days and three cash withdrawals were made on three separate days.
Clarence Jones was arrested on March 26, 1973, following another mail box robbery and was incarcerated at the Detention Center until bail was raised on May 10, 1973. On at least two occasions Jones made telephone calls from the Detention Center to the defendant's ticket agency for the purpose of seeking bail money. On at least one occasion he spoke with the defendant.
In mid-April 1973, Grover was arrested on unrelated charges and incarcerated at the Detention Center. On at least one occasion Grover spoke to the defendant on the telephone from prison for the purpose of obtaining bail money.
After his release on bail Jones and his wife visited the defendant at his ticket agency to inquire about the failure of defendant to help Jones make bail. Jones was upset that he had not received more of the proceeds from the checks Jones and Grover had given the defendant as the defendant had promised. The defendant informed Jones that the deal had fallen through and that Jones would receive no more money. The defendant then displayed a pistol. Jones and the defendant argued and a friend of the defendant, Charles Fitzgerald, stood between them. Jones and his wife then left.
The defendant's testimony that Jones was in the ticket agency only to borrow money, which the defendant refused him, is not credible. The defendant's testimony that he did not know Jones but that Jones merely walked in off the street to borrow money is not deserving of belief.
The defendant's testimony that Grover learned of the desire to engage the Delphonics by his overhearing a conversation to that effect at the defendant's ticket agency is not believable.
The defendant did attend the tennis matches at the Spectrum on January 21, 1974, but left in mid-afternoon. He arrived at his home at 6121 Cobbs Creek Parkway at 4 P.M. At approximately 4:15 P.M. to 4:35 P.M. Grover met with the defendant inside his residence. Grover and the defendant held a conversation which was transmitted by a device on Grover's person and received and recorded by federal agents on tape. The recording device was placed on Grover's person with his consent.
The taped conversation is incriminating in that it clearly demonstrates that the defendant did receive stolen checks from Grover knowing them to be stolen. The taped conversation also evidences threats by the defendant in order to prevent Jones from providing the government with evidence.
The voice on the tape recording represented as the voice of the defendant is the voice of the defendant as testified to by Grover. The voiceprint expert's identification of the voice as that of a known recording of the defendant's voice is corroborative of Grover's testimony. In addition, this court is familiar with the defendant's voice as a result of the original trial during which defendant testified and as a result of the defendant's testimony during this hearing. Based upon our familiarity with the defendant's voice, we are satisfied that the voice on the tape recording made January 21, 1974, is the defendant's voice.
Testimony of the defendant's witnesses that the defendant was at the Spectrum all day on January 21, 1974, is not believable. Eugene Britchkow was the VIP parking lot attendant at the Spectrum on January 21, 1974. Britchkow testified that he opened the chain to the parking lot to let the defendant's car in about 9:30 A.M. on January 21, 1974. Britchkow then testified that he was in the parking lot until relieved at 5:15 P.M. except for a few excursions into the Spectrum building to go to the men's room and to get lunch. He further testified that the defendant's car never left the parking lot and that he and the defendant had a hot dog together about 3:30 P.M. Mr. Britchkow simply did not tell the truth. Britchkow's testimony that he constantly viewed the defendant's car in the parking lot contradicts his other testimony that on a number of occasions he walked completely around the inside of the Spectrum building including walking up into a number of the stadium's sections. But yet he testified that the defendant's car never left his view for more than a few minutes. Britchkow testified that he spent most of his time in the parking lot and not in the small house provided for him in a corner of the parking lot. In fact, he stated he was leaning against the defendant's car around the time the government contends the defendant must have left the Spectrum. Furthermore, Britchkow testified that he did not wear a raincoat on January 21. But yet it rained nearly all day January 21 including the time he was leaning against the defendant's car in the open lot. Britchkow's testimony clearly is not worthy of belief.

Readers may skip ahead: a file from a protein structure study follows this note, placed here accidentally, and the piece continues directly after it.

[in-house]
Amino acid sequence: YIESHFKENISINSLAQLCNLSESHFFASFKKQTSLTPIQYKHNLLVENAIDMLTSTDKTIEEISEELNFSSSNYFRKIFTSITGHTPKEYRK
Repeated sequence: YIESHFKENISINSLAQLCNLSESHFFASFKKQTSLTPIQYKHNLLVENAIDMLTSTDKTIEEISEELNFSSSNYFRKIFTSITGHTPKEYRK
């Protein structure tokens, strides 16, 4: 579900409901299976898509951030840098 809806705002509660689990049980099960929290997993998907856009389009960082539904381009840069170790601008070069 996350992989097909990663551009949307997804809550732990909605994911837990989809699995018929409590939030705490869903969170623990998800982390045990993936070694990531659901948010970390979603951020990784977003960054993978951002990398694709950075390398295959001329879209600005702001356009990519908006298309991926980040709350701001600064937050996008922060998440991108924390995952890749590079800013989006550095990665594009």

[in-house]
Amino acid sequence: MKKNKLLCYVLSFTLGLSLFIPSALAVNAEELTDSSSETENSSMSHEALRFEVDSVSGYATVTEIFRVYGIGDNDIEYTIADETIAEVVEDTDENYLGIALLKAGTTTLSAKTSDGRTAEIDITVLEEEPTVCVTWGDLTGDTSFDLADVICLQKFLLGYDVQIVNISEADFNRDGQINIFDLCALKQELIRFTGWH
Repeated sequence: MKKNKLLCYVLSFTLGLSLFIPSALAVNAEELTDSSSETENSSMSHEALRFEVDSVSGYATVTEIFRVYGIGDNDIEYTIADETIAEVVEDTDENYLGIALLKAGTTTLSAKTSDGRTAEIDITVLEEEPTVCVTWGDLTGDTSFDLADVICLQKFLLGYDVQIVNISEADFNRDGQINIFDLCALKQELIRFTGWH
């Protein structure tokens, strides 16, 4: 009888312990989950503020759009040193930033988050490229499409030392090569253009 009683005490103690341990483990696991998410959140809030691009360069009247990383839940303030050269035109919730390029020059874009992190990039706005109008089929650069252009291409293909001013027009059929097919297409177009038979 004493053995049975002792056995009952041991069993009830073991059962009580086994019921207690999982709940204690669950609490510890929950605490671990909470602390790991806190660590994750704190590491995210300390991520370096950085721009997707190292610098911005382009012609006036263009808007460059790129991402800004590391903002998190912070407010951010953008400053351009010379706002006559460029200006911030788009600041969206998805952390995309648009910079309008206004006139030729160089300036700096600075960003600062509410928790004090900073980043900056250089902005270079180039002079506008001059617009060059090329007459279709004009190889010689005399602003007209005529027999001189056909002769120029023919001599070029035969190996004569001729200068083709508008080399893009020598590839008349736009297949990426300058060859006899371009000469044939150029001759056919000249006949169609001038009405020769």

Lena Lee is a member of the Parkside Tennis Club. She testified at the probable cause hearing as to the precise times she had arrived and left the Spectrum during the week of the tennis matches starting January 21, 1974. We were amazed at her ability to recall the precise times down to the exact minute. At the final revocation hearing she was unable to recall any of the times except the times for Monday, January 21, 1974. Her testimony is suspect.
The testimony of the other defense witnesses with regard to the defendant's presence during the entire day at the January 21 tennis matches is a result of confusion, faulty memory or misstatements.
Defense witness Lavon Miller's testimony is not credible. Miller testified that while he was with Grover on one occasion "shooting-up" heroin at the Brierhurst Hotel in West Philadelphia, a white man and a white woman entered the room Miller and Grover occupied. Miller said that these persons were carrying tape recording devices, and that they and Grover fabricated a conversation involving the transfer of stolen government checks. Miller's implication was that this fabricated tape recording was the same recording the government represents as the conversation between Grover and the defendant that took place at the defendant's home on January 21, 1974. The testimony is not deserving of belief.